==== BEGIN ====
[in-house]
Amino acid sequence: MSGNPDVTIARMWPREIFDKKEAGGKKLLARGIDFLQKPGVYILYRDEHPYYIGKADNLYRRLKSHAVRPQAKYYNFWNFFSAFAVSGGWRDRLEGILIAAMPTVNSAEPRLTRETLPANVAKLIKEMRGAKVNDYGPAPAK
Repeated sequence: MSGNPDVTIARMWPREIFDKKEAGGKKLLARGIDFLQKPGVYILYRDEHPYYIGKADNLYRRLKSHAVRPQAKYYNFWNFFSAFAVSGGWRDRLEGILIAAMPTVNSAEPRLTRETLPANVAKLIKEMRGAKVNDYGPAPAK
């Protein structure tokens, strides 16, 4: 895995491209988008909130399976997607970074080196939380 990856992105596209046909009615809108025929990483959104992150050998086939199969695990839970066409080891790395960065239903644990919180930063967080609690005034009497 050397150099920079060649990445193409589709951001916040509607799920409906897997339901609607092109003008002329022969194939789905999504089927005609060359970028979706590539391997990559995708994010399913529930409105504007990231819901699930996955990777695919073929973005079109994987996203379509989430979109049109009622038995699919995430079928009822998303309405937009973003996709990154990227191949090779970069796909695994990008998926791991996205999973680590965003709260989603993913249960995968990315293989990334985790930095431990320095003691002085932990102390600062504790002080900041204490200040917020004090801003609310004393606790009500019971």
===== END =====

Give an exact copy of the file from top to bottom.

[in-house]
Amino acid sequence: MSGNPDVTIARMWPREIFDKKEAGGKKLLARGIDFLQKPGVYILYRDEHPYYIGKADNLYRRLKSHAVRPQAKYYNFWNFFSAFAVSGGWRDRLEGILIAAMPTVNSAEPRLTRETLPANVAKLIKEMRGAKVNDYGPAPAK
Repeated sequence: MSGNPDVTIARMWPREIFDKKEAGGKKLLARGIDFLQKPGVYILYRDEHPYYIGKADNLYRRLKSHAVRPQAKYYNFWNFFSAFAVSGGWRDRLEGILIAAMPTVNSAEPRLTRETLPANVAKLIKEMRGAKVNDYGPAPAK
């Protein structure tokens, strides 16, 4: 895995491209988008909130399976997607970074080196939380 990856992105596209046909009615809108025929990483959104992150050998086939199969695990839970066409080891790395960065239903644990919180930063967080609690005034009497 050397150099920079060649990445193409589709951001916040509607799920409906897997339901609607092109003008002329022969194939789905999504089927005609060359970028979706590539391997990559995708994010399913529930409105504007990231819901699930996955990777695919073929973005079109994987996203379509989430979109049109009622038995699919995430079928009822998303309405937009973003996709990154990227191949090779970069796909695994990008998926791991996205999973680590965003709260989603993913249960995968990315293989990334985790930095431990320095003691002085932990102390600062504790002080900041204490200040917020004090801003609310004393606790009500019971």